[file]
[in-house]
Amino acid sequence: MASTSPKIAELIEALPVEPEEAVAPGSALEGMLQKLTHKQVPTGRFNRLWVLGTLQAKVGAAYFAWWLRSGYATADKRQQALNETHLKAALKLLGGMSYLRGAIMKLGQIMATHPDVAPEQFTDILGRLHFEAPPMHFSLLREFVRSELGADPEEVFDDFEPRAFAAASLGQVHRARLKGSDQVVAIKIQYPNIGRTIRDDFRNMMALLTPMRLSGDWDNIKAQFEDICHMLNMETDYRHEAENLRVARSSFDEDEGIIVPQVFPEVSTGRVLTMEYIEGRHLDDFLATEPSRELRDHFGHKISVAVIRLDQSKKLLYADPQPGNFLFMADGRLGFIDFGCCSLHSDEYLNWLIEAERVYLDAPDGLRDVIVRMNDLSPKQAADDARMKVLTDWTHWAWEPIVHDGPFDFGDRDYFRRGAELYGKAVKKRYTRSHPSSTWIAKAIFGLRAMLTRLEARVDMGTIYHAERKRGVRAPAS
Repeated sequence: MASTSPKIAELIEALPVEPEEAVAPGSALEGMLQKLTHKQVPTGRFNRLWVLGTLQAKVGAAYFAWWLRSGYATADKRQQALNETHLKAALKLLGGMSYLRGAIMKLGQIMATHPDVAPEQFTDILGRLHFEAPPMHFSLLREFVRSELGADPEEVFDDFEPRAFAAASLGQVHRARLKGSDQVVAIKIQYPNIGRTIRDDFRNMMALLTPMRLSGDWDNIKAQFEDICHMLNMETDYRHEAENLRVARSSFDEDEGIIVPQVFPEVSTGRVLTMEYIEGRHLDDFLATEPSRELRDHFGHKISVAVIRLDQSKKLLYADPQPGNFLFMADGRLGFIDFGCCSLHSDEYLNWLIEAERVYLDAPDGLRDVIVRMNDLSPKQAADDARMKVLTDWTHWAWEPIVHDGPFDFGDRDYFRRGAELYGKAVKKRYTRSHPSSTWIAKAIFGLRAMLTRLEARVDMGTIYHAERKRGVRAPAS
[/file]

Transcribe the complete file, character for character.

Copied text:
[in-house]
Amino acid sequence: MASTSPKIAELIEALPVEPEEAVAPGSALEGMLQKLTHKQVPTGRFNRLWVLGTLQAKVGAAYFAWWLRSGYATADKRQQALNETHLKAALKLLGGMSYLRGAIMKLGQIMATHPDVAPEQFTDILGRLHFEAPPMHFSLLREFVRSELGADPEEVFDDFEPRAFAAASLGQVHRARLKGSDQVVAIKIQYPNIGRTIRDDFRNMMALLTPMRLSGDWDNIKAQFEDICHMLNMETDYRHEAENLRVARSSFDEDEGIIVPQVFPEVSTGRVLTMEYIEGRHLDDFLATEPSRELRDHFGHKISVAVIRLDQSKKLLYADPQPGNFLFMADGRLGFIDFGCCSLHSDEYLNWLIEAERVYLDAPDGLRDVIVRMNDLSPKQAADDARMKVLTDWTHWAWEPIVHDGPFDFGDRDYFRRGAELYGKAVKKRYTRSHPSSTWIAKAIFGLRAMLTRLEARVDMGTIYHAERKRGVRAPAS
Repeated sequence: MASTSPKIAELIEALPVEPEEAVAPGSALEGMLQKLTHKQVPTGRFNRLWVLGTLQAKVGAAYFAWWLRSGYATADKRQQALNETHLKAALKLLGGMSYLRGAIMKLGQIMATHPDVAPEQFTDILGRLHFEAPPMHFSLLREFVRSELGADPEEVFDDFEPRAFAAASLGQVHRARLKGSDQVVAIKIQYPNIGRTIRDDFRNMMALLTPMRLSGDWDNIKAQFEDICHMLNMETDYRHEAENLRVARSSFDEDEGIIVPQVFPEVSTGRVLTMEYIEGRHLDDFLATEPSRELRDHFGHKISVAVIRLDQSKKLLYADPQPGNFLFMADGRLGFIDFGCCSLHSDEYLNWLIEAERVYLDAPDGLRDVIVRMNDLSPKQAADDARMKVLTDWTHWAWEPIVHDGPFDFGDRDYFRRGAELYGKAVKKRYTRSHPSSTWIAKAIFGLRAMLTRLEARVDMGTIYHAERKRGVRAPAS